including listening to public inquiries and listening


There are public enquiries, a public enquiry going on, a police


investigation, the panel is giving advice to the government and, in the


last week, a review of the building regulations to see whether they


should change. He said there is likely to be significant change.


In advance of their Euro 2017 semifinal tonight,


the England women's captain, Steph Houghton, says the Netherlands


will be the ones under pressure, with all expectations


The Lionesses are the highest ranked side left in the tournament


following their 1-0 victory against France on Sunday,


Our Sports Correspondent Katie Gornall is in Enschede.


You join me by the fan park, which is starting to get busier, but I


think we can expect it to be packed later. There have been huge crowds


following the Netherlands throughout the tournament and they are


expecting about 30,000 tonight. This is a confident side, full of belief.


They can call on the tournament's top scorer, Jodie Taylor, who is in


the form of her life. Her goals have powered England to


the semifinals. Jodie Taylor has scored five at the Euros, no team


has been able to stop her. As relaxed off the pitch as she is


bearing down on goal, Taylor knows the prize for the top scorer of the


tournament is in reach. It would be awesome. Ask any forward and


everyone wants to score goals. The main priority Tommy is for the team


to win gold. I'd love us for us to win the Euros. -- the main priority


to me. Was that your first touch? Pretty much. The 31-year-old is


making up for lost time there was a moment where I thought it might not


work out for that I'm quite proud of sticking at it and the hard work


I've put in. It feels like it's paying off. The England players now


have all the tools they need to go the distance. If you freeze your


body you'll recover quicker! Record investment has allowed Mark


Sampson's site to become fitter and better prepared than ever, but


expectations are at an all-time high. With Germany, the holders,


already out, England may never have a better chance of winning their


first major tournament, but they will not underestimate the


Netherlands, who will have a sell-out crowd behind them for the


semifinal in Enschede. Like England, the Dutch have won all their games


and conceded just one goal. They have showcased their pace and flair


in attack. It feels so good to make it to the semifinals. We see how


much we fight for each other, how much energy we put into the game, so


it's working for us so far. We have to show it again. Visiting fans can


expect to be vastly outnumbered when they arrived here later. The city of


Enschede is preparing a welcome and, with the final also taking place


here on Sunday, England aim to overstate it.


England will be without their first choice goalkeeper Karen Bardsley,


who broke her leg in the quarterfinal. And Jill Scott is


suspended. That is at least two changes Mark Sampson will have to


make. But he does have depth. They are the highest placed team left in


the competition and they have said they don't want to go home just yet.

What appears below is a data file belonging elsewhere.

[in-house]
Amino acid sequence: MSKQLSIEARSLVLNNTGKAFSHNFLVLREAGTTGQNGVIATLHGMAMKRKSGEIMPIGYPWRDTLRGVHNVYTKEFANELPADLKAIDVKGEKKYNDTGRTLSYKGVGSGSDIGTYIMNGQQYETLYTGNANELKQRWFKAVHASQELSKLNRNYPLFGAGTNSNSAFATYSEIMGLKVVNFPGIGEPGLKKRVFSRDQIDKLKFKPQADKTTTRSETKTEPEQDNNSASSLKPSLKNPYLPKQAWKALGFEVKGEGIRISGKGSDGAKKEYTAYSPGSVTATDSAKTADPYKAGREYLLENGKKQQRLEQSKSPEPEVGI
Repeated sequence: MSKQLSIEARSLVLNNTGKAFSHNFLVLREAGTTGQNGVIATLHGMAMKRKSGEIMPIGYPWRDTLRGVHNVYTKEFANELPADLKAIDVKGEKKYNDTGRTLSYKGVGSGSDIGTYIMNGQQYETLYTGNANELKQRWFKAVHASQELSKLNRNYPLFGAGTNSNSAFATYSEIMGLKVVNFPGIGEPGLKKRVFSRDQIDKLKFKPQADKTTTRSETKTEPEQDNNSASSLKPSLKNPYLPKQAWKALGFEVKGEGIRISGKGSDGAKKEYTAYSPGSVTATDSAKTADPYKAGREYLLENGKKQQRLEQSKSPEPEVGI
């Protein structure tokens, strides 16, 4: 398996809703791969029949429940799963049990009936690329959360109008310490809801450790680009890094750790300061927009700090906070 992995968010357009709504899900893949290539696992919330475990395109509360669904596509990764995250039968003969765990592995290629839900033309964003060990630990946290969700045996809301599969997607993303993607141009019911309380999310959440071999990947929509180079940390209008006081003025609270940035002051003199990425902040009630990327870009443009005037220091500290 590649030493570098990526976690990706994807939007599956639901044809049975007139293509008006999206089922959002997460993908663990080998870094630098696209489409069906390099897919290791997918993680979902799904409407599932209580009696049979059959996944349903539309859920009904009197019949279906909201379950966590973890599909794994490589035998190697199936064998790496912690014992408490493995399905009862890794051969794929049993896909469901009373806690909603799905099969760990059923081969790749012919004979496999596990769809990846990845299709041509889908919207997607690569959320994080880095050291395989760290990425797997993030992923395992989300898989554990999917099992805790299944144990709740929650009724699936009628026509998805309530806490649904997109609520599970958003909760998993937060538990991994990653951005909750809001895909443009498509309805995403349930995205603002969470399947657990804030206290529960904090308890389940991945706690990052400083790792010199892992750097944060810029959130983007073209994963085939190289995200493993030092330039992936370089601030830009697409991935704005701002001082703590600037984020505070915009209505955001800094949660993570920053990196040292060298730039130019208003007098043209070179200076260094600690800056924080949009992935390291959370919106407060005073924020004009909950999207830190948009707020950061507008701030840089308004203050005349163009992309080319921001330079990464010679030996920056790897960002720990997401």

Thank you, Katie. Katie Gornall. The Bank of England cuts its growth


forecast for the UK economy, The Governor was also


downbeat about wage growth He's expected to sign a contract


that will see him earn three quarters of a


million pounds a week. Brazilian forward Neymar's expected


to earn 40 million a year at Paris St-Germain,


with a world record The deal is thought to be worth


just under 200 million. For five weeks, rubbish has been


piling up on the streets of Birmingham because of a dispute


between the council Now volunteers have started clearing


the streets of rubbish themselves. Refuse workers in Birmingham have


been taking strike action in a dispute with the City Council


over increasing the number of days worked, and it


will continue until September. Our Midlands Correspondent,


Seema Kotecha, reports. Piles of rubbish outside homes


and shops in Birmingham. The smell of rotting


food and human waste is no stranger to some parts


of the city since bin workers went on strike


five weeks ago. They say it's over


conditions and pay cuts. Each day they strike


for three hours. And at this florist,


it is causing alarm. It is unsightly and it is


unhealthy for anybody. We have got rats around.


We have got foxes around. And every day it is a question


of re-bagging stuff and just sorting stuff and making


sure that it is as tidy as we We pay for this service


quarterly, in advance, For them to just not do it


and ignore us is just very bad. This pile of rubbish is sat next


to a Chinese restaurant. And this weather


means the rotten food inside is getting wet and therefore


it is smelling a lot worse. Now people who live here are taking


action by cleaning it up themselves. The whole purpose of this is to


encourage everybody else to stop relying on the council,


roll up your sleeves. And if you can't do it, get in touch


with us and we'll happily come out and clear


the rubbish for you. It's absolutely disgraceful and


disgusting that in the 21st century in Britain, in 2017, we're living


in like fourth world conditions. The council says it


wants bin workers to work a shorter five-day week rather


than doing four long days. Bin workers say that


means less money In a statement the council